Kumasi, Dec. 14, GNA - Dr. Kofi Asare, Ashanti Regional Director of Health Services on Wednesday called on the media to play an advocacy role in promoting the new malaria drug policy to ensure increased acceptance rate in the country. He said, this would enable Ghana benefit from the new malaria drug Artesunate Amodiaquine to reduce problems associated with malaria. Dr. Asare made the call when addressing the opening session of a day's workshop for 40 media personnel from the northern zone on the New Malaria Drug Policy in Kumasi.
The workshop was to update the knowledge of media personnel on the policy, provide a platform for discussion on how to increase and enhance media coverage on malaria in Ghana. The Ghana Sustainable Change Project (GSCP), a USAID sponsored programme organized the workshop that would also foster relationship with media groups to ensure that issues relating to health particularly malaria were properly tackled. Dr. Asare said, "If by magic the incidence of malaria infection is reduced through your reportage the economy will improve and the burden on our hospitals would also be reduced." He said malaria was the leading killer in the country claiming about 38,000 deaths a year and stressed the need for patients to utilise the new malaria drug that was more effective than Chroloquine. Dr. Asare warned against negative reportage on health issues, because most people believed media publications and broadcast that was not good for nation building.
Mr. Eddie Admazoya, Team Leader on Advocacy of the GSCP said the project was to contribute to increased health status of Ghanaians to address issues on sustainable basis. He said one of the four project goals was to strengthen the capacity of Government, decision-making and opinion leaders to advocate and support programmes and activities that impact positive behavioural change. Mr Admazoya said the change from Chloroquine to Artesunate Amodiaquine was due to the failure in treatment and gave the assurance that the combination of Artesunate and Amodiaquine would not fail patients. He said GSCP would continue to collaborate with the Ghana Journalists Association (GJA), media consortium on health matters and other relevant institutions to ensure that malaria was eliminated from the society.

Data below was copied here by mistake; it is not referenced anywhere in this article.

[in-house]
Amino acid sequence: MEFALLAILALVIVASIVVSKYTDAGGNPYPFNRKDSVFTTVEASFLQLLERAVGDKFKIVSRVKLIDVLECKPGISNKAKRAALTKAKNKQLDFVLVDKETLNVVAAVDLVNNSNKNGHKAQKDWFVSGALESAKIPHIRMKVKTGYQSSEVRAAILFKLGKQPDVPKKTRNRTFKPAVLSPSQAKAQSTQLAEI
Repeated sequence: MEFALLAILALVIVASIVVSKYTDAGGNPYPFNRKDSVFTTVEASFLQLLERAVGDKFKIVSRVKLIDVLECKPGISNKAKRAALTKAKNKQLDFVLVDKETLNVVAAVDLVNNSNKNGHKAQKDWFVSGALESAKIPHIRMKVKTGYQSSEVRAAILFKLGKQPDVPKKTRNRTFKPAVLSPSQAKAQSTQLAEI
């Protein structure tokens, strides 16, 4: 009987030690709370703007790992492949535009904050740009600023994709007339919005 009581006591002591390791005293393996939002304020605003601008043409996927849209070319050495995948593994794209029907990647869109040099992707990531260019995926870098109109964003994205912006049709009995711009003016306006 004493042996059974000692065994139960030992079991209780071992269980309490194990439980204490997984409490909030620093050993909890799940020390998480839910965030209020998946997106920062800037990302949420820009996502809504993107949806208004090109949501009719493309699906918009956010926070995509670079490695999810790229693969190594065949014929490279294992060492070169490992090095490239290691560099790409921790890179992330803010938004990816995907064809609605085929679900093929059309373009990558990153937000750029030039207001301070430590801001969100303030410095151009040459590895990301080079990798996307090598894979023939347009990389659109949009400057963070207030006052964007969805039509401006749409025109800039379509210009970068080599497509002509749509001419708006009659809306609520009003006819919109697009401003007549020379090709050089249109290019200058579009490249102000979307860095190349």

Miss Yaa Oforiwaa Acquah, an official of the Media Consortium said no one could underestimate the influence of the media to achieve desired goals and gave the assurance that the media was prepared to assist in advocating for the policy. She advised health personnel to deal with health matters particularly malaria in conjunction with environmental cleanliness to reduce the rate of infection in the country. Miss Acquah said the advocacy role of the media on the policy would be to convince Ghanaians on the need to patronize the new drug.